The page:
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Everything You Need To Know About The UX Design Job Market in 2020

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COVID wasn’t the only thing that happened in 2020. This year also marked drastic career growths, transitions and for many unfortunate people, job loss as well. With various industries taking unexpected hits and laying off people by the hundreds, it’s time to look back on how the UX Design industry did amidst the pandemic as the year is coming to a close.

In this article, I cover all these questions and more from my conversations with the leaders who are part of this ecosystem that are helping organisations lean into change in a digital economy. If you’re a creative professional, you will leave this article with actionable tips that will save you the embarrassment from applying the wrong career strategy in your first job in tech.

I’ve been busy with shooting webinars and running workshops online ever since COVID. I recognize that not everyone has the time to go through these one hour webinars or two hour workshops that I conduct even though they’re free. So, I have decided to continue doing this short format articles.

What I have really appreciated since Phase 2 was being able to start meeting people again. You never really know the value of something until it gets taken away from you. I have once again started to actually go out and have in-person meetings. I’m sure many of you have been suffering from zoom fatigue in the earlier part of this year and hope that has been solved with Phase 2 and Phase 3 opening up shortly!

One of the conversations I have had is with Lisa Campbell, the APAC director of Cogs Agency, who is a very, very wise person and very experienced in what she does. I asked her about the state of user experience design industry in Singapore since as a coach and trainer in UX, I do have people who have been asking me these types of questions.

I would like to share her answers with you since you’re tuning into this blog post at this moment. Questions with regards to salary, the size of the job market, how people should position themselves – I asked them all.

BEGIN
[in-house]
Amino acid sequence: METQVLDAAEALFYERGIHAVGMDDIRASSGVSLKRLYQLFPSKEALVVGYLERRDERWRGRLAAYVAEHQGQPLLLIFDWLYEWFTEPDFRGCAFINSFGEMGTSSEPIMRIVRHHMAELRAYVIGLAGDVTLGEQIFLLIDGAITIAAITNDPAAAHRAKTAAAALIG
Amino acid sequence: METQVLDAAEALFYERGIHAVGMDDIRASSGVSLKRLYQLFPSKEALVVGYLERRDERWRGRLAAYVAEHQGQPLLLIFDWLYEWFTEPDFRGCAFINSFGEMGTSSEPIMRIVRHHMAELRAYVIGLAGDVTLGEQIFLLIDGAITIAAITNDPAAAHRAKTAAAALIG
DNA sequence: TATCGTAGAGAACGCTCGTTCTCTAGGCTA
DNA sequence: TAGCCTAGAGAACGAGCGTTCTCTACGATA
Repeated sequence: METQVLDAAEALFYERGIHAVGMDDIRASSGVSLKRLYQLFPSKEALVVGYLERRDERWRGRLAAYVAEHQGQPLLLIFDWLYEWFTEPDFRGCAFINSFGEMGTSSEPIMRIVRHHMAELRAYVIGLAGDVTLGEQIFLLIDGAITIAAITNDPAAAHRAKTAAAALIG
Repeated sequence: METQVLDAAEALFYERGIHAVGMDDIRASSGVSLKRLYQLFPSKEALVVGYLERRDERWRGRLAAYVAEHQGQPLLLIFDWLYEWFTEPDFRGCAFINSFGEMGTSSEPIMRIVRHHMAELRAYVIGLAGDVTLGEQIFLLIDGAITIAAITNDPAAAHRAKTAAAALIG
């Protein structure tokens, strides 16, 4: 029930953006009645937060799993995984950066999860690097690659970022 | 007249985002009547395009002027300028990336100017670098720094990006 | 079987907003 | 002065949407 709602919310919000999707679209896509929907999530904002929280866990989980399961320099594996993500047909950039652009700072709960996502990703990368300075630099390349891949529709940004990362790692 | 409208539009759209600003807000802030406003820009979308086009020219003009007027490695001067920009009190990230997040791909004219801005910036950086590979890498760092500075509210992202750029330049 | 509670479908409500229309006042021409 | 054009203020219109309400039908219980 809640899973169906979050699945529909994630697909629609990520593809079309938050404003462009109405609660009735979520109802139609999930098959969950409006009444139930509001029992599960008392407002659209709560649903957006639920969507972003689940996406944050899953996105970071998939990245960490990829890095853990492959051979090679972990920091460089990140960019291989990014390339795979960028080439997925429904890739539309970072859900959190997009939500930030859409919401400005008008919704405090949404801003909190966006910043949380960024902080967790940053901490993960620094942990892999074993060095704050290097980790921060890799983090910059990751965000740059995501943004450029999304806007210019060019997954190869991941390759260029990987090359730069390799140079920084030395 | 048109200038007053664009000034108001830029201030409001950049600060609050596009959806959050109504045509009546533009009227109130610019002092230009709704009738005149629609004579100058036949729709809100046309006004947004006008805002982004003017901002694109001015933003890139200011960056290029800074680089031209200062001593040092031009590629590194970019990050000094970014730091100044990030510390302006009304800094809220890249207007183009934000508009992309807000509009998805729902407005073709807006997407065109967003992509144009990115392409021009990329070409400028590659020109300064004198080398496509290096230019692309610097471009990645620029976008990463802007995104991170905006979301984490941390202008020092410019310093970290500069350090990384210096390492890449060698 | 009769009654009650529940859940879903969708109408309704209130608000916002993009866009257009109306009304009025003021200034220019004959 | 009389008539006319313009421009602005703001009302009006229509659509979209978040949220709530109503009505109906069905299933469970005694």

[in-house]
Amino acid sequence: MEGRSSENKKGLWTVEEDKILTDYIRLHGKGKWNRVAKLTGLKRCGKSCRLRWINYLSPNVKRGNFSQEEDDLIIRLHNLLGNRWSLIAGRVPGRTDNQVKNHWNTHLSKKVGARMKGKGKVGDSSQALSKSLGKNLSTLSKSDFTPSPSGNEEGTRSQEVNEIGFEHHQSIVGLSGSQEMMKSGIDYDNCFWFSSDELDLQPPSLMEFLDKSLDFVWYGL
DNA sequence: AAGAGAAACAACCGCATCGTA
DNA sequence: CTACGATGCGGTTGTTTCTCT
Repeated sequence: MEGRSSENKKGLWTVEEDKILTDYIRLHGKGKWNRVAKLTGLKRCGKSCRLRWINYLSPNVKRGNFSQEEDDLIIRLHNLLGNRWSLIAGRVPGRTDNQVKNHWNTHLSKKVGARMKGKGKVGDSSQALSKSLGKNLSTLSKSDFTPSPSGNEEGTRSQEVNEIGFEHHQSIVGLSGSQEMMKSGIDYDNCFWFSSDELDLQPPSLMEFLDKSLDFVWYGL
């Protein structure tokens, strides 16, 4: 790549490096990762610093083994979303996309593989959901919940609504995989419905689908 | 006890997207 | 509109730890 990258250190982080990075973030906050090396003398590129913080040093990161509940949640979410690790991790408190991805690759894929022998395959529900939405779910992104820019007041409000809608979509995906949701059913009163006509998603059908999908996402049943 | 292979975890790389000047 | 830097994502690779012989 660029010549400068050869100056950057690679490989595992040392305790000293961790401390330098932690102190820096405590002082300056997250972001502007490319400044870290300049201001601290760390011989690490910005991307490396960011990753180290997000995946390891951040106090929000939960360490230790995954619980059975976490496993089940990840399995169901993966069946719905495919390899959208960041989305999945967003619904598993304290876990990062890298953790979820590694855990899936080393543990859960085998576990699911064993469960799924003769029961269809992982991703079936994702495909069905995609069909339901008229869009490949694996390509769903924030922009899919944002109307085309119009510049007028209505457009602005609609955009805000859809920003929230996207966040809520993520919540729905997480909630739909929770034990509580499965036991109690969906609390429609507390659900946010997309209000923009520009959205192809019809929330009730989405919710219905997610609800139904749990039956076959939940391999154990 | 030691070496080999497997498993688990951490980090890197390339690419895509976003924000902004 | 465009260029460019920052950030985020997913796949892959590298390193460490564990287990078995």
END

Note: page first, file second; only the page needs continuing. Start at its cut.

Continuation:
3 Questions on the UX Job Market in Asia

Q1. Has the salary decreased for junior designers?”

Her definition for junior designers referred to anyone with lesser than five years of relevant experience. Her answer to this question was:

A1: No, the salaries for junior UX designers or junior design researchers are still the same. Before COVID, and now, right during this pandemic season. It is still the same right now, because it’s a very competitive industry.

Q2. Has the market shrunk? Because I see companies downsizing and letting people go as well as people losing jobs.

A2. As a whole, the market hasn’t really shrunk much. As long as you have the right skills and the right experience, you’re still a very hireable candidate.

And I’ve seen this to be true as well. I’ve been speaking with different design leaders, including the design director at AirAsia. He mentioned that the AirAsia business has indeed started to shrink, since the aviation industry is generally not doing too well during this pandemic as shown in the news as well.

However, the other sides of their business – their logistics, business, and shipping businesses – and got really, really busy. So some industries are thriving, some are kind of stagnating or taking a break and pausing. And out of the thriving industries, evidently the digital tech industry which includes the user experience design industry to still doing great. This is proven by not just the third-party news stories, but directly from a Director of a recruitment firm.

My next question to her was something with regards to her sentiment with all the talent that’s around, including talent from the boot camps, and universities.

Q3. What is the one thing that you wish, graduates would do more?

A3. The general advice that we give to people who come and show us their portfolio, is to ask them to specialise.

So this echoes the same advice that I give during our portfolio reviews (scroll down on this page to see our recordings of our past portfolio reviews with UX Designer leaders from Grab, Canon Australia, Shopify and more) during our free webinars every Wednesday evening. It also echoes my advice I give to all my students in our 4-Month UX Career Accelerator.

There’s something I always tell every student taking their first career counselling call with me where they decide whether to sign up or not. This first thing I say is,

“We do things quite differently, we want people to specialise.”

The reason why we don’t want to create generalists is because people have different strengths, right? And I believe people should play to their strengths and not try and be a jack of all trades. So that’s one of the key things that I communicate across.